Sunday, February 17, 2019

What the Rain Came to Say


Drops of rain slide down the window glass.   This Sunday morning is dripping over Nashville like a thin coat of grey paint.

As I walk into the kitchen I remember I left the curry out on the stove last night.  I curse under my breath because now I'll have to throw it out.  But then I see that someone put the curry in tupperware and put it in the fridge last night before they went to bed.

I'm not the only adult in the house anymore.

Tip, tip, tap.  Raindrops tap on the kitchen window.

I make a hashbrown casserole and my 7-year-old niece Bliss plays with the Roomba.  Her parents had a date night last night so I got to have a sleepover with my red-headed elf-niece. 

The Roomba is a source of endless entertainment for her.  What happens if she puts it on the chair?

Feeds it a mint?

Feeds it ten mints?

Locks it in the bathroom?

Puts a pillow on top of it?

Lets it run over my foot?

Tip, tip, tap.

She is ready for the next thing.

"Alexa, play 'I Believe in You' by Dolly Par-ton."  She pronounces Dolly's last name very clearly, otherwise Alexa will play a Michael Buble song, which is not danceable at all.  While Bliss and I dance, Grant stumbles out of his bedroom to ask what time it is.

"9:00!" we say.  Bliss dances jazz hands at him, pointing at his knees.  I dance jazz hands, pointing at his shoulders.

Neither of us can reach his head.

It is too far up there.

Tip, tip, tap.

We picked Grant and Audrey up from the airport last night  - they were in China all week with their dad and grandparents celebrating Chinese New Year.



Tired and pale, Grant goes back to sleep some more.  Jet lag is a fact of life for my children.  This is what they looked like at midnight on Chinese New Year.


I feel pity and admiration for them, all at once.

I admire them because they deal with jet lag so well and always have.  They both took their first flight to Asia when they were tiny babies and even back then, they adjusted to the new time zone so quickly.  Not easily necessarily, but quickly.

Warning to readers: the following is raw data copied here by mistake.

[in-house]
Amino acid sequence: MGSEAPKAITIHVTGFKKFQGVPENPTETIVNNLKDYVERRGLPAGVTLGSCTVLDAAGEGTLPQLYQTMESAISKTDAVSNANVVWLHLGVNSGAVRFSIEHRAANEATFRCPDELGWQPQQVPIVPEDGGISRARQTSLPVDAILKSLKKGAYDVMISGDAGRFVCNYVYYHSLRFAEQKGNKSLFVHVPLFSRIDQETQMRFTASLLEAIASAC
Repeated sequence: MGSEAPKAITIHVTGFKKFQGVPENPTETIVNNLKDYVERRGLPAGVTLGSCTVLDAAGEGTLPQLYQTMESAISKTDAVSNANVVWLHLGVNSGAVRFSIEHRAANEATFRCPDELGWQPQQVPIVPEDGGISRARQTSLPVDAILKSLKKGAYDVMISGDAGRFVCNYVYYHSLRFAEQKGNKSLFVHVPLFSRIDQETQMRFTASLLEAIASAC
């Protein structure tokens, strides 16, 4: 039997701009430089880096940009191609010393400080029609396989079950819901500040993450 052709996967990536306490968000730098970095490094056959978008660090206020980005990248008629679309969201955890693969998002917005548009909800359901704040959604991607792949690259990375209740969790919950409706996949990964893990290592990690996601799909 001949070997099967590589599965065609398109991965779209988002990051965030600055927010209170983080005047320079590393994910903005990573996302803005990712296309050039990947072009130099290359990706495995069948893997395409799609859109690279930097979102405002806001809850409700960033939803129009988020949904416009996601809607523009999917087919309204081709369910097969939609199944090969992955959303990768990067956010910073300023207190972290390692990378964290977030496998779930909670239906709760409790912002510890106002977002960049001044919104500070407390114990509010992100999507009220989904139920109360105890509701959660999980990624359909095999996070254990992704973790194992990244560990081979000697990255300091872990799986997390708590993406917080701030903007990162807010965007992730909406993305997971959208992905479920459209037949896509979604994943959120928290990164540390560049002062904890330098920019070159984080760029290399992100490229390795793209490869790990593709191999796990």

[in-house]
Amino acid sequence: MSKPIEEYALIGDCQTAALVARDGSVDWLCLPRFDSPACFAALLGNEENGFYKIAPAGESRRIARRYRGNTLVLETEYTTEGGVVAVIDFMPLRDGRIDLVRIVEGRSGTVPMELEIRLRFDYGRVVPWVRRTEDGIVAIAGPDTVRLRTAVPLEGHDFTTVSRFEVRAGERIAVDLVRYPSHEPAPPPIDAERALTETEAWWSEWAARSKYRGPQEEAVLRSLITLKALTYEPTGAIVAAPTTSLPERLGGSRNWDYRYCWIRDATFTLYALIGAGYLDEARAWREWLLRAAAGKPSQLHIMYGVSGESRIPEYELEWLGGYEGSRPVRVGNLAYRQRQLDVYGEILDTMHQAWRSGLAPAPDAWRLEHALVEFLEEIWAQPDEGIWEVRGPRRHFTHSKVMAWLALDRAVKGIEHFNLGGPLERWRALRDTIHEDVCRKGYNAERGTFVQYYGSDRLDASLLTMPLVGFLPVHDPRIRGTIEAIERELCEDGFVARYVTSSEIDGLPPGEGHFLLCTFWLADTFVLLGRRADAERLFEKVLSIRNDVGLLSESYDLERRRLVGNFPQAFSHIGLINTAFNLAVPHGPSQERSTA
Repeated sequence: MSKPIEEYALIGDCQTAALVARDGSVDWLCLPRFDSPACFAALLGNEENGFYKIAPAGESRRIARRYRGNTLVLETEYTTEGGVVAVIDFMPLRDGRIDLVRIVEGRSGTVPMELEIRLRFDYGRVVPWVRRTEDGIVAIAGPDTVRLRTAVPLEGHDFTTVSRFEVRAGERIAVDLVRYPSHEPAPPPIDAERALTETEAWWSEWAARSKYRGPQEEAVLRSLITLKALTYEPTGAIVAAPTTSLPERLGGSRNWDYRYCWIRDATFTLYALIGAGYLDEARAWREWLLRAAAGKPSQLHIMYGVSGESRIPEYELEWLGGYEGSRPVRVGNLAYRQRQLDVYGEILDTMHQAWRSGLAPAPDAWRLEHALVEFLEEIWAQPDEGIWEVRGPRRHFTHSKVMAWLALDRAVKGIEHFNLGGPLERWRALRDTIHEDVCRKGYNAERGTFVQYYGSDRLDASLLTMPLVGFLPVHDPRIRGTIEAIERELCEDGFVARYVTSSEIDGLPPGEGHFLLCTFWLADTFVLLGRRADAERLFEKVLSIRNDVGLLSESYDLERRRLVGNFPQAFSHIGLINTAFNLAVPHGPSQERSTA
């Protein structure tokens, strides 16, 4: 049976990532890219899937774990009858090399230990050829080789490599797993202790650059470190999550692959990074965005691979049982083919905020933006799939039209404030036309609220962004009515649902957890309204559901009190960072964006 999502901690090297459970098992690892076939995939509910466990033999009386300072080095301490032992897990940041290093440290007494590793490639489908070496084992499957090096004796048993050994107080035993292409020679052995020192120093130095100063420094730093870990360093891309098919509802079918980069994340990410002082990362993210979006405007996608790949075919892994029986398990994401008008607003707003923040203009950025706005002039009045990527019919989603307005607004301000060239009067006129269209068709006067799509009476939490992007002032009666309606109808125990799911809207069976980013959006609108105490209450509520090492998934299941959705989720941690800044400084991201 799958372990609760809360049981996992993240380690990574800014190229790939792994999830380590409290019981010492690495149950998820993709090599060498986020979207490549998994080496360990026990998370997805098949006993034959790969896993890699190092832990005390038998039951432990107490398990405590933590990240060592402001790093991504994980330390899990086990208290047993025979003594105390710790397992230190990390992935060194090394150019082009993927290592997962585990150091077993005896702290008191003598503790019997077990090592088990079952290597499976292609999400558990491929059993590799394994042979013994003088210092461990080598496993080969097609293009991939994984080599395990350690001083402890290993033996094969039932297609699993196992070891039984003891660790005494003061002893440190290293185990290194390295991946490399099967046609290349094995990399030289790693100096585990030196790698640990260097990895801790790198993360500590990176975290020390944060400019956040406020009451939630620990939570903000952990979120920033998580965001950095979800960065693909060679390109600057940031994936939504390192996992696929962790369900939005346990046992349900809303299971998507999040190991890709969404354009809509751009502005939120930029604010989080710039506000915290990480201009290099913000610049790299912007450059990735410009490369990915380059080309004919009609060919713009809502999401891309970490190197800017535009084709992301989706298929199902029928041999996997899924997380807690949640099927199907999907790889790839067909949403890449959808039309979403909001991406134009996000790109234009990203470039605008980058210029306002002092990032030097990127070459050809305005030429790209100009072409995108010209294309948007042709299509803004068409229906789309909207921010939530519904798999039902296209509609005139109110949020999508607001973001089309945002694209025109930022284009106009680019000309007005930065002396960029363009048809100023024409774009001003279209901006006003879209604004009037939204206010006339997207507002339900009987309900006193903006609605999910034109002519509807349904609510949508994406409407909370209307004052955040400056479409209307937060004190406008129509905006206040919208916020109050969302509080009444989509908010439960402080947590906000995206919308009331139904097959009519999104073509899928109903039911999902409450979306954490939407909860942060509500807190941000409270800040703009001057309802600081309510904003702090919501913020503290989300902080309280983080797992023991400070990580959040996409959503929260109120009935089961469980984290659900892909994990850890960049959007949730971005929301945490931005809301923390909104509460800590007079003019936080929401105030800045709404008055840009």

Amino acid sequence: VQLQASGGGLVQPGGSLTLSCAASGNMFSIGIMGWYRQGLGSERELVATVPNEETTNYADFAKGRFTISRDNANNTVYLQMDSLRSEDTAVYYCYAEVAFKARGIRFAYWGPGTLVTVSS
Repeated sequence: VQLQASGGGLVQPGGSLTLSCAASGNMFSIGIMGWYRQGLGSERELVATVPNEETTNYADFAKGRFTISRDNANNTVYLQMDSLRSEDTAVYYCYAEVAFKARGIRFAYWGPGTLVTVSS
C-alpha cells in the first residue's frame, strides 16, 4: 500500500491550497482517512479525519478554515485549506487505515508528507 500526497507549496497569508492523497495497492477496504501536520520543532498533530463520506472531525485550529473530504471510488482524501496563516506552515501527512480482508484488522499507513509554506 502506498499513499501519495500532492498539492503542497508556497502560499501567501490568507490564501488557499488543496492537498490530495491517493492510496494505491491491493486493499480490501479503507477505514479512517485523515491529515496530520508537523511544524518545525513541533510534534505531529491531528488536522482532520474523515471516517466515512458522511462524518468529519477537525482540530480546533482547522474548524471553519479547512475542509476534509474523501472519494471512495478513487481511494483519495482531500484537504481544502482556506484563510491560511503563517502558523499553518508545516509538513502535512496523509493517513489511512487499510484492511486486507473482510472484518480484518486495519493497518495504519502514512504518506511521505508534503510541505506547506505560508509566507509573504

I feel sad for them because their dad and I have put them in this position.  If they want to have a relationship with both of us, they have to get on a plane and criss-cross the Pacific.  Over and over again.

I'm sorry about this.

Tip, tip, tap.  The drops of rain land on the glass and they cling to it stubbornly.  It's almost as if they want to stay on the window as long as they can, watching us from the outside.  But soon the weight of their watery bellies pulls them down to the ground in a quiet splash. 

Audrey comes downstairs and hugs me. She yawns and hands me the Hello Kitty makeup she brought for me from China.

Tip, tip, tap.

My children are growing up and one day soon they will leave the house.  By this time next year Audrey will be away at college and three years from now Grant will be too.  All I will have is the occasional sleepover with Bliss and there will even come a day when I don't have that anymore.  Everyone is growing up.  
 
And finally I hear what the raindrops have been trying to tell me all morning long.

Tip, tip, tap.   

You are okay.

You are and you will be.

Cling to the glass.  Watch these moments for as long as you can. 

Tip, tip, tap.  

And amen.  



2 comments:

Anonymous said...

Always so insightful, transparent & real for us, Melanie. Keep up these blog posts, and more often would be even better! :) KN

Melanie Gao said...

Thank you Karin! <3